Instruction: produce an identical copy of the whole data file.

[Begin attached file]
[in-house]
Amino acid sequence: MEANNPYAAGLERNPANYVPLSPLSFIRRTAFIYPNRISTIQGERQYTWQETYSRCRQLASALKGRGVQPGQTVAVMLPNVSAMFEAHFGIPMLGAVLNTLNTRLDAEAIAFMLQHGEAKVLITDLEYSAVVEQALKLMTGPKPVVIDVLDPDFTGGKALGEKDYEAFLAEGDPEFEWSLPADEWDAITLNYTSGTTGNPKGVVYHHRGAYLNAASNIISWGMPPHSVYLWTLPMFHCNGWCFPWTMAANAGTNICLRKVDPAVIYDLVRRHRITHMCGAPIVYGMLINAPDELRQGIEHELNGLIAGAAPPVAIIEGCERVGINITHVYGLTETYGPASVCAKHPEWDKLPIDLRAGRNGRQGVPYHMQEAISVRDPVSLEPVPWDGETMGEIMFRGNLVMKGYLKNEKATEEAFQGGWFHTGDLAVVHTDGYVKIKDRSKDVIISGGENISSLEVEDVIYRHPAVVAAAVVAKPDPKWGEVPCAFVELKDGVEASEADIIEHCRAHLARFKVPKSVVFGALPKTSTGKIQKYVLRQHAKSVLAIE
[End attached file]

[in-house]
Amino acid sequence: MEANNPYAAGLERNPANYVPLSPLSFIRRTAFIYPNRISTIQGERQYTWQETYSRCRQLASALKGRGVQPGQTVAVMLPNVSAMFEAHFGIPMLGAVLNTLNTRLDAEAIAFMLQHGEAKVLITDLEYSAVVEQALKLMTGPKPVVIDVLDPDFTGGKALGEKDYEAFLAEGDPEFEWSLPADEWDAITLNYTSGTTGNPKGVVYHHRGAYLNAASNIISWGMPPHSVYLWTLPMFHCNGWCFPWTMAANAGTNICLRKVDPAVIYDLVRRHRITHMCGAPIVYGMLINAPDELRQGIEHELNGLIAGAAPPVAIIEGCERVGINITHVYGLTETYGPASVCAKHPEWDKLPIDLRAGRNGRQGVPYHMQEAISVRDPVSLEPVPWDGETMGEIMFRGNLVMKGYLKNEKATEEAFQGGWFHTGDLAVVHTDGYVKIKDRSKDVIISGGENISSLEVEDVIYRHPAVVAAAVVAKPDPKWGEVPCAFVELKDGVEASEADIIEHCRAHLARFKVPKSVVFGALPKTSTGKIQKYVLRQHAKSVLAIE